Throwing good money after bad at public financing Supreme Court elections
I like the headline the MacIver Institute gave my latest op-ed for them, “Public Financing of Campaigns a Bust in Wisconsin.”
As many of you know, the state budget proposed by Governor Scott Walker does not include using tax money to finance public funding of election campaigns. From now on, when you check that little box it’s going to cost you $3 extra. While that may cause some screaming from the usual suspects, this spring’s election for state Supreme Court was the experiment in public financing that proved it’s a big mistake, as I explain:
In a triumph of experience over hope, third party ads are again the norm of the Supreme Court race. Both the Club for Growth and Wisconsin Manufacturers and Commerce are running issue ads in support of the incumbent, Prosser, and criticizing Kloppenburg’s lack of experience and the fact both Jim Doyle and Barack Obama declined to appoint her to the bench the numerous times she applied for a vacancy. On the liberal side, the Greater Wisconsin Committee (funded in part by a hefty donation from former Governor Jim Doyle’s partisan political campaign fund) has launched negative attack on Prosser’s record from his days as a prosecutor and as a legislator.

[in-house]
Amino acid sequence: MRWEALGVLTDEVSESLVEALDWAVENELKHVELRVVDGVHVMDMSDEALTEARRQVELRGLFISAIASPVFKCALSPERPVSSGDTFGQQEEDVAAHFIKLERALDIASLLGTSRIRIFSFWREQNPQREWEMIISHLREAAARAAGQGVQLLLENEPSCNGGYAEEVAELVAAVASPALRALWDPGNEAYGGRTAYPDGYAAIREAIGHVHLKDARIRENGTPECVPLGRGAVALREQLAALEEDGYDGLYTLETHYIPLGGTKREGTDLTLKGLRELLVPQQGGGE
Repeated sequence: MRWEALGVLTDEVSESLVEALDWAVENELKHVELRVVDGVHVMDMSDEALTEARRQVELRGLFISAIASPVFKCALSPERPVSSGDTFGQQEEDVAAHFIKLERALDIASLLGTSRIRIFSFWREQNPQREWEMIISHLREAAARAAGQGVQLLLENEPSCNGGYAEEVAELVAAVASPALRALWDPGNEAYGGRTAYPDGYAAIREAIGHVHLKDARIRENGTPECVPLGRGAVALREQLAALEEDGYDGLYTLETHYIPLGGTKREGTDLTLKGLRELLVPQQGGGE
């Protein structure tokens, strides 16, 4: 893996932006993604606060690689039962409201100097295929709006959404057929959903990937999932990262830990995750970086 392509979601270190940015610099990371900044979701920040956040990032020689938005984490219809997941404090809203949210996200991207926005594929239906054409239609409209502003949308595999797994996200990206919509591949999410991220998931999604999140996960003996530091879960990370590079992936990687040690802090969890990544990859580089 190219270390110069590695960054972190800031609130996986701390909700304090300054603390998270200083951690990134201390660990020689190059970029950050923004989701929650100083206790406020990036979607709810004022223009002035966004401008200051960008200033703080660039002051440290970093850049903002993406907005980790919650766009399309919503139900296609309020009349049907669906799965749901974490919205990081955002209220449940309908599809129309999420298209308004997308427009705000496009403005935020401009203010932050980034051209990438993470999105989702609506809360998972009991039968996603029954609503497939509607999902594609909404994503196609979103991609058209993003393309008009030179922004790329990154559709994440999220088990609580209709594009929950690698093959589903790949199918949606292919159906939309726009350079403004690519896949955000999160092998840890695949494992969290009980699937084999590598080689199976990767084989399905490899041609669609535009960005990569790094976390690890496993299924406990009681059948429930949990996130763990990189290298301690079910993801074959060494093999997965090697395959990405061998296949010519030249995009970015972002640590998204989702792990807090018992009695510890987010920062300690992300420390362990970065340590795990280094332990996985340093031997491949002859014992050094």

Meanwhile, the debate over the budget repair bill has raised the possibility that the state Supreme Court race could be hijacked by a single-issue special interest, Wisconsin’s public employee unions are openly hoping Kloppenburg will be the deciding vote to strike down the law.
Instead of limiting the influence of special interests in the state Supreme Court race, public financing invited it. Embraced it. Promoted it. Necessitated it.
If you think that public financing was the cure-all to a more enlightened debate between the candidates themselves, you would be wrong. Kloppenburg recently refused to criticize an ad by the Greater Wisconsin Committee that accuses Prosser of being soft on a sexual predator when the victims of the crime are publicly saying that Prosser did the right thing.
But it’s okay because the taxpayers are funding Kloppenburg’s campaign, as well as Prosser’s campaign. This is the return on your money. Feel good about that?
You’ll want to read the whole thing, including the wiz-bang finish.